Guest of Honour, Deb O’Neill, Federal MP, gave an impassioned speech about the theme of the book. Her deep understanding and recognition of the purpose of the book and the individual stories within, as she launched the volume had the audience spellbound. Andrew Y M Kwong, Michelle Cahill, Julia Mackay-Koelen attended the launch. Editors Sharon Rundle and Meenakshi Bharat talked about the value of reading the stories by authors from India and Australia in Alien Shores. John Caska, acted as MC to introduce the guest speakers.

 Gloucester Writers’ Festival launched Alien Shores during their warm and friendly lunch time event.

The festival featured writers Michael Wilding, Lisa Heidke, Lisa Walker and Susanne Gervay who was keynote speaker. Andrew Y M Kwong and Sharon Rundle read from their stories. Sharon spoke about the genesis of the book and Susanne gripped the audience with her story of her refugee background.

 

 Alien Shorespresents nineteen remarkable stories from acclaimed writers based in Australia and the Indian Subcontinent, which ruminate on the lives of refugees and asylum seekers all over the world. Powerful, poignant and sometimes funny, they tell the tales of brave people who, at great peril to their own safety, seek out a new life in a new land.

Alien Shores is available in all good book stores, including the Coop Bookshop, Berkelouw Paddington, Abbeys, Dymocks, Gleebooks, QBD.

 Alien Shores is published by Brass Monkey Books an imprint of Hunter Publishers.

 brassmonkey@hunterpublishers.com.au

 for any enquiries

 

ALIEN SHORES IS AVAILABLE FROM MAY 2012 FROM UNITED BOOK DISTRIBUTORS

 

 Brass Monkey Books Australia

Editors: Meenakshi Bharat and Sharon Rundle (Eds)

Publish Date: May 2012

ISBN-13:9780980863932

ISBN-10:0980863937

Origin:Australia

Imprint:Hunter Publishers

Publisher:U.Q.P.

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May 4, 2011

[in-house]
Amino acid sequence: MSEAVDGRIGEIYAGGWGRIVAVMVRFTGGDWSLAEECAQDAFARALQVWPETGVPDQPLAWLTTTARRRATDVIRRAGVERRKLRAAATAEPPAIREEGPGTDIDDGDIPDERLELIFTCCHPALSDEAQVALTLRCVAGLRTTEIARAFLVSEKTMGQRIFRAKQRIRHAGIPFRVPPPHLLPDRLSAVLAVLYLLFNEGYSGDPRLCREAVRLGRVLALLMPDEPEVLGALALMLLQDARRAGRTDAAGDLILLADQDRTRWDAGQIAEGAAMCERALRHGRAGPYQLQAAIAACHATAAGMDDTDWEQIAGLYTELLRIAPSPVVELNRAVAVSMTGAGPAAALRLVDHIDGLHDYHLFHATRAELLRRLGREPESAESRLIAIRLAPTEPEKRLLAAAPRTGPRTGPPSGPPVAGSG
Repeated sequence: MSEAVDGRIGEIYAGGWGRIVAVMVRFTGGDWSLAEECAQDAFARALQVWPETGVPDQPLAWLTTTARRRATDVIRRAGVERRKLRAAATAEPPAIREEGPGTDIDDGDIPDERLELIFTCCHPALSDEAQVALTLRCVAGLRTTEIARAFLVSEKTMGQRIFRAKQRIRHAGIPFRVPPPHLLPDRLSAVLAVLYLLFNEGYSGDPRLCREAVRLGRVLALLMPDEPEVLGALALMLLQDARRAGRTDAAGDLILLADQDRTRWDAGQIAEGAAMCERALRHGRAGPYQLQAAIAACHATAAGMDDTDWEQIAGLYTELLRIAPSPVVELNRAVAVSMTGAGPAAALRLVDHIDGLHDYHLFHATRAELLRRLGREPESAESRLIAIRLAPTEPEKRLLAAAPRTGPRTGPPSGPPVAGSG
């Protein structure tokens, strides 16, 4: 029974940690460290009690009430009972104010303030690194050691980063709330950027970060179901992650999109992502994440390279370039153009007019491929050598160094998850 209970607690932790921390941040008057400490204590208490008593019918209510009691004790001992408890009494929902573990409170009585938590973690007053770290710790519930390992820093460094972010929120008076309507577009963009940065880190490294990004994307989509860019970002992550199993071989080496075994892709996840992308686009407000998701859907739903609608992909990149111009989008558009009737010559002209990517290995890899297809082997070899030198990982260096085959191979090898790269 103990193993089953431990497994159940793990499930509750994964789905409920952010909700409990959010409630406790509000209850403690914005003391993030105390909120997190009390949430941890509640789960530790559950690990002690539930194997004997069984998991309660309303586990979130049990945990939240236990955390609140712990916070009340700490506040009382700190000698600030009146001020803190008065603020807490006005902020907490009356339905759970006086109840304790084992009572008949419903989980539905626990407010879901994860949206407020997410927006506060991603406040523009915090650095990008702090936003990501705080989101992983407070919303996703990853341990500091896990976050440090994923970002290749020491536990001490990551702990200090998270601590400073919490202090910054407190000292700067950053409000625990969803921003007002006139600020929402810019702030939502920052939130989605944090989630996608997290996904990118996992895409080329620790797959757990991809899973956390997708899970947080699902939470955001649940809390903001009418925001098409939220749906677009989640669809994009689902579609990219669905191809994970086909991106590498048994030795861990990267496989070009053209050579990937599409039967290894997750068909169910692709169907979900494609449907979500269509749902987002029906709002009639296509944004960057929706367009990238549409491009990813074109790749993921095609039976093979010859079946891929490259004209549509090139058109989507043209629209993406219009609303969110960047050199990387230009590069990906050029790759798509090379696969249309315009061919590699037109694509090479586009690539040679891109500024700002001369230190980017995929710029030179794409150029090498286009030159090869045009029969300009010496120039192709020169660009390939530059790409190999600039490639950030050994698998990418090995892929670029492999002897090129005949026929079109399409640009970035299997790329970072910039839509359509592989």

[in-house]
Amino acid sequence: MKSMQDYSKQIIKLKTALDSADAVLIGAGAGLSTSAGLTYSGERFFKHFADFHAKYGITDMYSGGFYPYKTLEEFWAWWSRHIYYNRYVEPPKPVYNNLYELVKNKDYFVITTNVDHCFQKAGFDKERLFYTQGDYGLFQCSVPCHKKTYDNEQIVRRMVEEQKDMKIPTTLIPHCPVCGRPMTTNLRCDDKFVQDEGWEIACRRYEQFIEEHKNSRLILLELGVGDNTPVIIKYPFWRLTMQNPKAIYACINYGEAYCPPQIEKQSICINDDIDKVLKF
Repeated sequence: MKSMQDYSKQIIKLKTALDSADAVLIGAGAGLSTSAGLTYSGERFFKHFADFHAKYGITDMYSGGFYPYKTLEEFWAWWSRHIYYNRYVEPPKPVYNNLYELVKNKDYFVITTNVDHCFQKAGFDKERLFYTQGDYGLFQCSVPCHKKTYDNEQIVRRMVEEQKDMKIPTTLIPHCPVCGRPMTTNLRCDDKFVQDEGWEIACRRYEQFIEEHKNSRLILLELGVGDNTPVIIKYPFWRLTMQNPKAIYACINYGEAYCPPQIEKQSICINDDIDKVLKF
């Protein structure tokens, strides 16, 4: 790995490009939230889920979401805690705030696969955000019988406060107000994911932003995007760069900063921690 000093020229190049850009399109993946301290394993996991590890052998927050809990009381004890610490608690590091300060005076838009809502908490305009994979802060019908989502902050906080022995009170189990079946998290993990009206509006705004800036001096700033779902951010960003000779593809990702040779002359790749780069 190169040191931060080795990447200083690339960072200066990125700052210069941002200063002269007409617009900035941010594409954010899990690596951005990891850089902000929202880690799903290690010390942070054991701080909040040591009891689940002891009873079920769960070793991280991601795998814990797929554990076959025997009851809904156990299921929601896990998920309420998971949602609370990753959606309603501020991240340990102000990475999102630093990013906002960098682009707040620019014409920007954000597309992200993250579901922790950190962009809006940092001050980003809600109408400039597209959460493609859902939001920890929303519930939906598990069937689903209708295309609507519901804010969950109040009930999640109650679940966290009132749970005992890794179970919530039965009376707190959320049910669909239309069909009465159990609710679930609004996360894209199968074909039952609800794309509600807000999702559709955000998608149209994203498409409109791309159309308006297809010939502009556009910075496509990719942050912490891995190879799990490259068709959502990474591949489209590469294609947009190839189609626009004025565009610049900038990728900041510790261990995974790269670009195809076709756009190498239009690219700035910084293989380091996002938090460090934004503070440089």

Southerly India Issue

The long awaited India issue of Southerly is now out!

You may have already heard but in case you haven’t, there is a special India issue of Southerly this month.

 Meenakshi Bharat and I have an essay Tackling the Topic of Terrorism  published in the India issue of Southerly, where we discuss the process of editing and publishing the anthology of stories from Australia and the Indian subcontinent, Fear Factor Terror Incognito.

The special India issue features  poetry by Temsula Ao, fiction by Michelle Cahill and Ali Alizadeh reviews books by Barry Scott and Kerry Leves.

It’s an excellent issue and a great read.

Subscription to Southerly

October 20, 2010

World Matters ~ Writers Disturbing the Peace

 

Diamond Valley Oxfam, Montsalvat and ELTHAMbookshop

With Nillumbik Shire Council

Present The 6th Annual 

World Matters 2010 Writers – Disturbing the Peace

Dates: October 27 & 30-31

Venue: Montsalvat, Hillcrest Avenue, Eltham 

An International and Regional Programme featuring: Fear Factor Terror Incognito Indo-Australian Authors’ Anthology Panel, chaired by Sharon Rundle, with excerpts of short stories from a unique Indo–Australian collaboration, edited by Sharon Rundle and Meenakshi Bharat, which includes David Malouf, Salman Rushdie, Kiran NagarkarTabish Khair, Neelum Saran Gour,  Janhavi Acharekar, Temsula AoThomas Keneally Andrew Y M Kwong, Rosie Scott,   Meera KantSujata Sankranti, Guy Scotton, Jaspreet Singh, Denise Leith, Gulzar, and Yasmine Gooneratne.

 Readings will be followed by an in-depth discussion, by authors Susanne Gervay, Devika Brendon, Jeremy Fisher and Meenakshi Bharat from Delhi of the issues raised. Book signings will follow the panel discussion and questions.

We invite you to join us.

Susanne Gervay says: please say hello to Sharon, Meenakshi and me at the Festival

Fear Factor Terror Incognito ~ Stories from India and Australia
 

 Also on the Programme: Titi Amaral and Jude Conway’s audio visual narrative of East Timor Women’s brave stories of resistance and survival from the anthology Step by Step, this is Supported by East Timor Women Australia and an Exhibition and sales of East Timor textiles in the Resident Artist’s Gallery; and Ouyang Yu, The English Class, Roger Averill, Keeping Faith, Jane Carswell Under the Huang Jia Tree: Two Journeys in China through story and memoir, transit lounge us across cultures of China, New Zealand and Papua New Guinea.